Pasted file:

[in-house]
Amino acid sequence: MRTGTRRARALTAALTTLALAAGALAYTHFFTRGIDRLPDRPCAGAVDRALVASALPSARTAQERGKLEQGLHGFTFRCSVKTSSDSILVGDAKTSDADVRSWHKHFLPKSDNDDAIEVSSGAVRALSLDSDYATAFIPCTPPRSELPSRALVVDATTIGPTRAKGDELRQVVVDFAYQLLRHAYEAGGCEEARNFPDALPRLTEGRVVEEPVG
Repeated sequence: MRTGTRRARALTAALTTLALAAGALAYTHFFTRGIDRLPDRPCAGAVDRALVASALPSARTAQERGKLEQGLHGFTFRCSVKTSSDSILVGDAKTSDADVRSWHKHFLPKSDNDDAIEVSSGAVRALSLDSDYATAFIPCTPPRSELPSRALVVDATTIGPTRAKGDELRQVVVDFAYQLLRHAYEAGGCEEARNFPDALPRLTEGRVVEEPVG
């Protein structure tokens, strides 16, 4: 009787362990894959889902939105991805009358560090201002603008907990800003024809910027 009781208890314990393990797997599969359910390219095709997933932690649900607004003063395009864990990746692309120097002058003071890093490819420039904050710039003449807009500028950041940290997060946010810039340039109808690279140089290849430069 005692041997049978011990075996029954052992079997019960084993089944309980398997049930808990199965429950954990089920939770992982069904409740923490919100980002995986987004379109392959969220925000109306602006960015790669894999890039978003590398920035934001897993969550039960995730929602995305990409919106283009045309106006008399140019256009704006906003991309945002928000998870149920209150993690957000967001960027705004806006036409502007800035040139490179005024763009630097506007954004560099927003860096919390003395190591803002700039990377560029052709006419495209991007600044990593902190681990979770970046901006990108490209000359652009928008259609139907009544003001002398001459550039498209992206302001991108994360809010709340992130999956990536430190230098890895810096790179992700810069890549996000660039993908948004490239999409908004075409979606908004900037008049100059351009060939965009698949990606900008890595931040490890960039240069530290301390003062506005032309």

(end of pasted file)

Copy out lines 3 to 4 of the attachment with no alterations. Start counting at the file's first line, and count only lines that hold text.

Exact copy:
Repeated sequence: MRTGTRRARALTAALTTLALAAGALAYTHFFTRGIDRLPDRPCAGAVDRALVASALPSARTAQERGKLEQGLHGFTFRCSVKTSSDSILVGDAKTSDADVRSWHKHFLPKSDNDDAIEVSSGAVRALSLDSDYATAFIPCTPPRSELPSRALVVDATTIGPTRAKGDELRQVVVDFAYQLLRHAYEAGGCEEARNFPDALPRLTEGRVVEEPVG
């Protein structure tokens, strides 16, 4: 009787362990894959889902939105991805009358560090201002603008907990800003024809910027 009781208890314990393990797997599969359910390219095709997933932690649900607004003063395009864990990746692309120097002058003071890093490819420039904050710039003449807009500028950041940290997060946010810039340039109808690279140089290849430069 005692041997049978011990075996029954052992079997019960084993089944309980398997049930808990199965429950954990089920939770992982069904409740923490919100980002995986987004379109392959969220925000109306602006960015790669894999890039978003590398920035934001897993969550039960995730929602995305990409919106283009045309106006008399140019256009704006906003991309945002928000998870149920209150993690957000967001960027705004806006036409502007800035040139490179005024763009630097506007954004560099927003860096919390003395190591803002700039990377560029052709006419495209991007600044990593902190681990979770970046901006990108490209000359652009928008259609139907009544003001002398001459550039498209992206302001991108994360809010709340992130999956990536430190230098890895810096790179992700810069890549996000660039993908948004490239999409908004075409979606908004900037008049100059351009060939965009698949990606900008890595931040490890960039240069530290301390003062506005032309």